How to Boost the Power Conversion Efficiency of Carbon-based Perovskite Solar Cells
Dmitry Bogachuk a b, Lukas Wagner a b, Andreas Hinsch b
a University of Freiburg, Department of Sustainable Systems Engineering (INATECH), Freiburg, 79110, Germany.
b Fraunhofer-Institut für Solare Energiesysteme (FhG ISE), Heidenhofstrasse 2, 79110 Freiburg, Germany
nanoGe Perovskite Conferences
Proceedings of International online conference on Hybrid materials and optoelectronic devices (HYBRIDOE)
Online, Spain, 2020 December 15th - 17th
Organizers: Xueqing Xu, Baomin Xu, Hin-Lap (Angus) Yip and Xinhua Zhong
Oral, Dmitry Bogachuk, presentation 013
DOI: https://doi.org/10.29363/nanoge.hybridoe.2020.013
Publication date: 4th December 2020

Over the years carbon-based counter electrodes have attracted tremendous attention in the perovskite community due to their clear advantages of being a more cost-effective, stable, up-scalable and sustainable alternative to the conventional noble-metal-based electrodes. However, the power conversion efficiencies (PCEs) of cells with such carbon-based electrodes still lags behind the ones with metallic contacts, limiting the commercial attractiveness of such photovoltaic devices. Here we outline the current challenges of reducing surface recombination and ways to improve the charge transfer from the photoabsorber to the electrode. Recently we have conducted a detailed study on the non-radiative charge recombination pathways in the triple-layer (m-TiO2/ZrO2/Carbon) mesoscopic carbon-based perovskite solar cells (C-PSCs), revealing that the surface-defect-induced recombination pathways at the m-TiO2/perovskite and perovskite/Carbon strongly reduce the open-circuit voltage of C-PSCs [1] (although cells with the exceptionally high Voc of 1V for CH3NH3PbI3 perovskite were shown by our group earlier).[2] The non-radiative recombination loss can be minimized by reducing the surface area (i.e. recombination sites) of m-TiO2, but the perovskite/Carbon interface still presents a fundamental challenge that needs to be solved in order to achieve high PCEs. An efficient band-alignment and hole-extracting ability can be obtained by introducing a hole-selective layer between the photoabsorber and the electrode. However, the high-temperature treatment, needed for sintering the carbon-based electrodes leaves a very short list of available inorganic hole-selective layers (such as NiOx), most of which still do not possess as favorable properties as the conventional organic hole-selective layers such as doped spiro-OMeTAD or polymer-based ones, such as PTAA or PolyTBD. Low-temperature carbon-based electrodes (requiring curing temperatures compatible with the layers underneath) provide an appealing opportunity to integrate efficient hole-transport materials between the carbon-based electrode and perovskite, in order to enhance the valence band alignment, reduce the interfacial resistance and surface defects. [3] Over the years the PCEs of mesoscopic cells with high-temperature cured electrodes never went above 17% with the highest certified record efficiency of 15.5% (recently obtained by our group), whereas the current PCE record of C-PSCs with low-temperature cured electrodes is 19.2% [4] and a certified PCE of 17.8%. [5] The key advantages of the latter type of C-PSCs are: the wider range of charge-selective layers, more favorable crystallization kinetics, rapid manufacturing process and compatibility with flexible substrates. In summary we propose effective strategies to improve the charge-selectivity, electrode's conductivity and interface between the carbon-based electrodes and the layers underneath for reaching record device efficiencies. [3]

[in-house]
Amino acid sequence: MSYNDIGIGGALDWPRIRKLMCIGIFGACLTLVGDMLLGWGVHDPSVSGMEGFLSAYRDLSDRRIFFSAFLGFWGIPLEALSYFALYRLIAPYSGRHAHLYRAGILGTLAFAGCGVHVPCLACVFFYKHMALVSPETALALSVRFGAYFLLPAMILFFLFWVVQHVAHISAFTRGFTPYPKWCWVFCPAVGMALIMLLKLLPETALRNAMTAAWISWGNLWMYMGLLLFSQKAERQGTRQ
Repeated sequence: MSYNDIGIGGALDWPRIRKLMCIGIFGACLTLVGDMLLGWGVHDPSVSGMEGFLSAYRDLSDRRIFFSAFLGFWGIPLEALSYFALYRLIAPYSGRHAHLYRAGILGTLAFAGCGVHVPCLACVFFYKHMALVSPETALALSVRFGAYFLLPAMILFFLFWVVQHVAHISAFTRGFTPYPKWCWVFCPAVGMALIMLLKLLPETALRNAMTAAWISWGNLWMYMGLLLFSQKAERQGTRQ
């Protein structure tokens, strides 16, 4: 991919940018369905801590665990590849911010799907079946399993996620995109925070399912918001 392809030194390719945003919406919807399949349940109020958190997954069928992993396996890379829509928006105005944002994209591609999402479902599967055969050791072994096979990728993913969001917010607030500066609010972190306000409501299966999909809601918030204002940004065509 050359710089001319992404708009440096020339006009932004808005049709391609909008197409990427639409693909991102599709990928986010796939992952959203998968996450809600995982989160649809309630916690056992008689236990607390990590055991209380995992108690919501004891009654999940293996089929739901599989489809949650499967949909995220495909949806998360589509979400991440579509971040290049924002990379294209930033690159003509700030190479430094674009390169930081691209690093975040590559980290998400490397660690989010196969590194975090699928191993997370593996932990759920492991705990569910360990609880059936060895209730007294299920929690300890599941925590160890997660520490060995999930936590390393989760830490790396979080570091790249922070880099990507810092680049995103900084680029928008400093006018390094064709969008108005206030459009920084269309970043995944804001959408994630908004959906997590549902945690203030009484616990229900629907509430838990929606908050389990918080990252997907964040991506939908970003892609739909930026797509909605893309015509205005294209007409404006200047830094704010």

This work has been partially funded within the projects PROPER financed from the German Ministry of Education and Research under funding number 01DR19007 and UNIQUE supported under umbrella of SOLAR-ERA.NET_cofund by ANR, PtJ, MIUR, MINECO-AEI and SWEA, within the EU's HORIZON 2020 Research and Innovation Program (cofund ERA-NET Action No. 691664). D. B. and L. W. acknowledge the scholarship support of the German Federal Environmental Foundation (DBU).

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